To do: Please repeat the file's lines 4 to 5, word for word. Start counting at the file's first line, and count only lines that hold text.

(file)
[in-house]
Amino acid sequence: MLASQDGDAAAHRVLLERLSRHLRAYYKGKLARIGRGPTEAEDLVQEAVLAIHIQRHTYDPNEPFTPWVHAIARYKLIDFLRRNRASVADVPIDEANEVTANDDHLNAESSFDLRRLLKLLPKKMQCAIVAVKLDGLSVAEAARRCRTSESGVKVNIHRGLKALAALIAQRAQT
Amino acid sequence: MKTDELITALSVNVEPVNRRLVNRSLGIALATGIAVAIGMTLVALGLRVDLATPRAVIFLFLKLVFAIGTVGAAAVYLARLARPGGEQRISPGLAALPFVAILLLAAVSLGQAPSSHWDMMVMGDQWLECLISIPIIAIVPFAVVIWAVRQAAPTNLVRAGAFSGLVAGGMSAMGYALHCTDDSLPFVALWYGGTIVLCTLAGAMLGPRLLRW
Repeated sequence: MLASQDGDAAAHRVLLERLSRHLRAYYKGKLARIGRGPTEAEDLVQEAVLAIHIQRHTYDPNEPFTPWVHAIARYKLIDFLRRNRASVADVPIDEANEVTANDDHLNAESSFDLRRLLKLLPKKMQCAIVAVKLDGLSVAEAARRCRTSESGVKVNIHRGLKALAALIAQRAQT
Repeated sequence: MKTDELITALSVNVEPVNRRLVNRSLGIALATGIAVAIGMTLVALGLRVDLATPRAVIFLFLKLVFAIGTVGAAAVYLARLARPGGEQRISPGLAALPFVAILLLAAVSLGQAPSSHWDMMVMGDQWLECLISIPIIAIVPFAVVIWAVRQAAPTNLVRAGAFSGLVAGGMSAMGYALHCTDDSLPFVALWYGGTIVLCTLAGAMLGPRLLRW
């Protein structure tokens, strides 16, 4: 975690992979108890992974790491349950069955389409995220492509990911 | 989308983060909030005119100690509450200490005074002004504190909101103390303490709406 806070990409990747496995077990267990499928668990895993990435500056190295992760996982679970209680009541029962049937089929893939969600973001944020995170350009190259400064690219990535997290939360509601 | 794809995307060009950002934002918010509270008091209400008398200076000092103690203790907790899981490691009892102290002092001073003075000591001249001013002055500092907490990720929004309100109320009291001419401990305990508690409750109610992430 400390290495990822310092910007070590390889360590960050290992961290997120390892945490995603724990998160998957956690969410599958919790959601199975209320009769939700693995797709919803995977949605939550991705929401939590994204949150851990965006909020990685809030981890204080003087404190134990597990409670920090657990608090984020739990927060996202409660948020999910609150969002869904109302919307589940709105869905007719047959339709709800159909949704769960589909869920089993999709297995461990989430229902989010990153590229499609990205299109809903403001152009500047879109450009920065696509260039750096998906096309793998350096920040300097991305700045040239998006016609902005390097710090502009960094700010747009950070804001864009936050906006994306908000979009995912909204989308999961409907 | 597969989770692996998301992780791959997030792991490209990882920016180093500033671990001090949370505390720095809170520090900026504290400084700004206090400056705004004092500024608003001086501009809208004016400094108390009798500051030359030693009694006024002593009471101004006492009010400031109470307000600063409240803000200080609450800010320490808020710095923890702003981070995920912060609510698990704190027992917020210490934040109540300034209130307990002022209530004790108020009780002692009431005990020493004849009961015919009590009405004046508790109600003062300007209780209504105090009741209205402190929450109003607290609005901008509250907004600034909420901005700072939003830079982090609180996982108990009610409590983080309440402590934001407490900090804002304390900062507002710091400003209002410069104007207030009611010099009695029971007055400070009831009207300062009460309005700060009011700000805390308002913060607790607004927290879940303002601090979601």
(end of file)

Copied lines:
Repeated sequence: MLASQDGDAAAHRVLLERLSRHLRAYYKGKLARIGRGPTEAEDLVQEAVLAIHIQRHTYDPNEPFTPWVHAIARYKLIDFLRRNRASVADVPIDEANEVTANDDHLNAESSFDLRRLLKLLPKKMQCAIVAVKLDGLSVAEAARRCRTSESGVKVNIHRGLKALAALIAQRAQT
Repeated sequence: MKTDELITALSVNVEPVNRRLVNRSLGIALATGIAVAIGMTLVALGLRVDLATPRAVIFLFLKLVFAIGTVGAAAVYLARLARPGGEQRISPGLAALPFVAILLLAAVSLGQAPSSHWDMMVMGDQWLECLISIPIIAIVPFAVVIWAVRQAAPTNLVRAGAFSGLVAGGMSAMGYALHCTDDSLPFVALWYGGTIVLCTLAGAMLGPRLLRW